Undoubtedly, the biggest challenge facing the social care sector in Scotland, whoever provides that care, is workforce. We have major, and potentially catastrophic, issues around recruitment and retention. The independent care sector, which has 67 per cent of the total social care workforce, is probably reflective of others. Nine out of 10 of our providers are struggling to recruit to vacant posts. Theresa Fyffe referred to nursing. One in 10 of Scotland’s nurses work in the social care sector. We have an average vacancy level of between 25 and 30 per cent, but in some parts of Scotland, particularly the north, that goes up to more than 40 per cent. That is simply unsustainable.
There are various reasons for that. We are sitting here in Edinburgh. If you had looked at a certain newspaper last night—I will not mention its name—you would have seen an advert for a job as a dog walker in Edinburgh, paying £17 an hour. Alongside it, you would have seen an advert from a well-performing independent care sector home care provider offering £12 an hour, which is still more than the average Scottish living wage of £9.40 an hour. We cannot delude ourselves any longer that, in Scotland, we are not trying to purchase care on the cheap. There is no other argument for the way in which we commission social care services. The United Kingdom Homecare Association has evidenced independently that the rate should be around £21-plus an hour for quality commissioned home care, but in parts of Scotland, a provider in the charitable and independent sector is still being paid £15.45. We are deluding ourselves if we think that it is possible to recruit and retain the best if, frankly, we are paying peanuts. That is one factor.
I commend the work of Professor David Bell from the University of Stirling, who submitted to the Health and Sport Committee and who has analysed in real depth—probably for the first time in Scotland—some of the social care gaps. He refers to the fact that the national statistical body has highlighted our lack of social care data. He also argues that we will need around 20,000 more social care staff in the next 10 years and that we will need to triple the amount that we spend on social care provision. It is a very thorough piece of work.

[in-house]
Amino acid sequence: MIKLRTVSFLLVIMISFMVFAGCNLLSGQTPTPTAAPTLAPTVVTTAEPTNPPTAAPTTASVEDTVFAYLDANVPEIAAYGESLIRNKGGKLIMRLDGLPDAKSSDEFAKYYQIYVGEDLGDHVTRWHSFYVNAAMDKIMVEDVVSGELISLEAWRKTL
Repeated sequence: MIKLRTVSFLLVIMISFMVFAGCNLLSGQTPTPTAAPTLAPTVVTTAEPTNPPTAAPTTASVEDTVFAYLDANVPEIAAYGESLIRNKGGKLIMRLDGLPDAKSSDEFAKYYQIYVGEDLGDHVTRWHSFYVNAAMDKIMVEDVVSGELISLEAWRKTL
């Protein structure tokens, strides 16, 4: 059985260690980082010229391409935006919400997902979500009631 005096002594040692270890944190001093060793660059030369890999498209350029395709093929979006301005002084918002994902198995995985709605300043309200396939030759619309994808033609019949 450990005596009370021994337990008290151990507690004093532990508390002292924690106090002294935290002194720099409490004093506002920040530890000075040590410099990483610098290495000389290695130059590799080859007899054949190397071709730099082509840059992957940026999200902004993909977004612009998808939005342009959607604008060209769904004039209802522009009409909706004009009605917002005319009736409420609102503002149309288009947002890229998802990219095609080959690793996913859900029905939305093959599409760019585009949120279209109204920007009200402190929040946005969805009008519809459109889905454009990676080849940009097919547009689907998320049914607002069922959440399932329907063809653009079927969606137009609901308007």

We are deluding ourselves if we think that we can continue to keep the system going at the present rate. Most of the workforce—86 per cent—are female, and the majority are over the age of 45. The majority are choosing to leave the sector.
There are additional elements. We are overregulated. The process of registration and qualification is driving people, particularly experienced women over 50, out of the care sector. We have been inflexible in the adoption of new registration criteria. We need to take seriously the fact that, from the end of this year, the proposals of the Westminster Administration will massively impact our ability to recruit individuals from outside Scotland. In social care, we are massively dependent on our international workforce. The immigration proposals will be cataclysmic, because they will shut that door.
I could go on, but we must start to be honest that this is a whole system, and if social care disintegrates, as it might very well do if we cannot recruit, the NHS will follow the next week.
In many ways, what I am going to say echoes what Dr Macaskill said. To come back to the original question about the numbers that we are short of, Dr Macaskill talked about honesty. A vacancy is seen as a vacancy only if you are looking at that moment. The real question is how many bums are not on seats. Consultant vacancies came out this week—my colleague Graeme Eunson did some media work around that—and we are still not being honest about that. It is a snapshot and, if it is the day after and you failed to get any applicants for a vacancy, it does not count as a vacancy.
Then, in a double whammy, when the response to that is the message that Scotland has more doctors, nurses or whatever than ever before, that is quite demotivating—and not just for me as the leader of a professional organisation. It is demotivating at individual level for people to be told, “What are you complaining about? There are more of you than ever before.” That is not the point. The question is how many we need now, next year and in five and 10 years’ time.
We have never managed to find the holy grail of workforce planning. I have been through about four or five workforce planning processes in my time in medical politics. Some of them have worked better than others but, to be blunt, none of them has really worked. The reason is that we are chasing the tail—we are always trying to fix the now and, because we are so busy trying to do that, it is very difficult to plan for the future.10:15
The question is why there is a recruitment problem. Money matters. Compared to the salaries that many social care workers are paid, it is difficult to talk about senior doctors’ salaries and sound credible, because they are higher, and that is for lots of reasons. However, we are taxed more in Scotland, and public sector pay policy limits the pay of senior doctors in Scotland. From a personal perspective, there have been years when I had the lowest percentage pay rise, in return for my 25-plus-year commitment to the service in Scotland.
There are important messages there. People are retiring early because of a tax system that means that they have to do that. We have mentioned the burden of regulation. There is the drip, drip, drip of 500 emails a day—sorry, it is probably more like 50, but you know what I mean. It is about trying not to drown in your clinical workload and then realising that your appraisal and revalidation are a few weeks away and you just have not had the time to do them. There is a cumulative burden.